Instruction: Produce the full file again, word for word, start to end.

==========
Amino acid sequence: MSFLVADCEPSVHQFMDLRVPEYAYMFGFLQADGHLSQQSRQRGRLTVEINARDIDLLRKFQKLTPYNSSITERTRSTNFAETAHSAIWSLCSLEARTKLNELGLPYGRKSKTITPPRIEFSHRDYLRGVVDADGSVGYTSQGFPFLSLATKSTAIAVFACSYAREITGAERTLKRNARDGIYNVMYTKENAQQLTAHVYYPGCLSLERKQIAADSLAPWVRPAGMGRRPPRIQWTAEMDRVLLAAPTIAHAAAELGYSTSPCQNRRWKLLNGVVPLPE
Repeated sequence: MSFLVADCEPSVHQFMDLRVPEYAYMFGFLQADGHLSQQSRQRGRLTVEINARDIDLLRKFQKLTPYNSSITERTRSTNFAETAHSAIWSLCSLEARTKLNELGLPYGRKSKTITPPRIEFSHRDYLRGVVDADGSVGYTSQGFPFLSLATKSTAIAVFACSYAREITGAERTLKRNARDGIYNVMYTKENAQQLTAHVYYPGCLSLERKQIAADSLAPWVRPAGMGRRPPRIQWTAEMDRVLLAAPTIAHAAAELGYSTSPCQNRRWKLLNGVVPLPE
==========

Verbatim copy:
Amino acid sequence: MSFLVADCEPSVHQFMDLRVPEYAYMFGFLQADGHLSQQSRQRGRLTVEINARDIDLLRKFQKLTPYNSSITERTRSTNFAETAHSAIWSLCSLEARTKLNELGLPYGRKSKTITPPRIEFSHRDYLRGVVDADGSVGYTSQGFPFLSLATKSTAIAVFACSYAREITGAERTLKRNARDGIYNVMYTKENAQQLTAHVYYPGCLSLERKQIAADSLAPWVRPAGMGRRPPRIQWTAEMDRVLLAAPTIAHAAAELGYSTSPCQNRRWKLLNGVVPLPE
Repeated sequence: MSFLVADCEPSVHQFMDLRVPEYAYMFGFLQADGHLSQQSRQRGRLTVEINARDIDLLRKFQKLTPYNSSITERTRSTNFAETAHSAIWSLCSLEARTKLNELGLPYGRKSKTITPPRIEFSHRDYLRGVVDADGSVGYTSQGFPFLSLATKSTAIAVFACSYAREITGAERTLKRNARDGIYNVMYTKENAQQLTAHVYYPGCLSLERKQIAADSLAPWVRPAGMGRRPPRIQWTAEMDRVLLAAPTIAHAAAELGYSTSPCQNRRWKLLNGVVPLPE